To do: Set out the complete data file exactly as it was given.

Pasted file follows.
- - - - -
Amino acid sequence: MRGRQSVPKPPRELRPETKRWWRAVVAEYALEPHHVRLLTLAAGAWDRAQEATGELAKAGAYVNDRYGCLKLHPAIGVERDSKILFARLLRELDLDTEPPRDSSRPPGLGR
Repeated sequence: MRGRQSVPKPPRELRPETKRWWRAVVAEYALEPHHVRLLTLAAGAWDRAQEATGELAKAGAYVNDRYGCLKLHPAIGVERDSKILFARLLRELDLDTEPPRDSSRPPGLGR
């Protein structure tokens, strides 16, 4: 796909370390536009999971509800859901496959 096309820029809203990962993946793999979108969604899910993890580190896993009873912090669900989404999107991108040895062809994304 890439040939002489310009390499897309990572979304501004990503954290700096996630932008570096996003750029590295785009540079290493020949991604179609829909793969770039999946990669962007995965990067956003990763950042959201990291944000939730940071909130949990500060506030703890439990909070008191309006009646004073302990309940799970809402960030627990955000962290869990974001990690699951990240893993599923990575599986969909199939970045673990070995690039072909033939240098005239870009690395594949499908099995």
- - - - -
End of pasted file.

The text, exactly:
Amino acid sequence: MRGRQSVPKPPRELRPETKRWWRAVVAEYALEPHHVRLLTLAAGAWDRAQEATGELAKAGAYVNDRYGCLKLHPAIGVERDSKILFARLLRELDLDTEPPRDSSRPPGLGR
Repeated sequence: MRGRQSVPKPPRELRPETKRWWRAVVAEYALEPHHVRLLTLAAGAWDRAQEATGELAKAGAYVNDRYGCLKLHPAIGVERDSKILFARLLRELDLDTEPPRDSSRPPGLGR
């Protein structure tokens, strides 16, 4: 796909370390536009999971509800859901496959 096309820029809203990962993946793999979108969604899910993890580190896993009873912090669900989404999107991108040895062809994304 890439040939002489310009390499897309990572979304501004990503954290700096996630932008570096996003750029590295785009540079290493020949991604179609829909793969770039999946990669962007995965990067956003990763950042959201990291944000939730940071909130949990500060506030703890439990909070008191309006009646004073302990309940799970809402960030627990955000962290869990974001990690699951990240893993599923990575599986969909199939970045673990070995690039072909033939240098005239870009690395594949499908099995």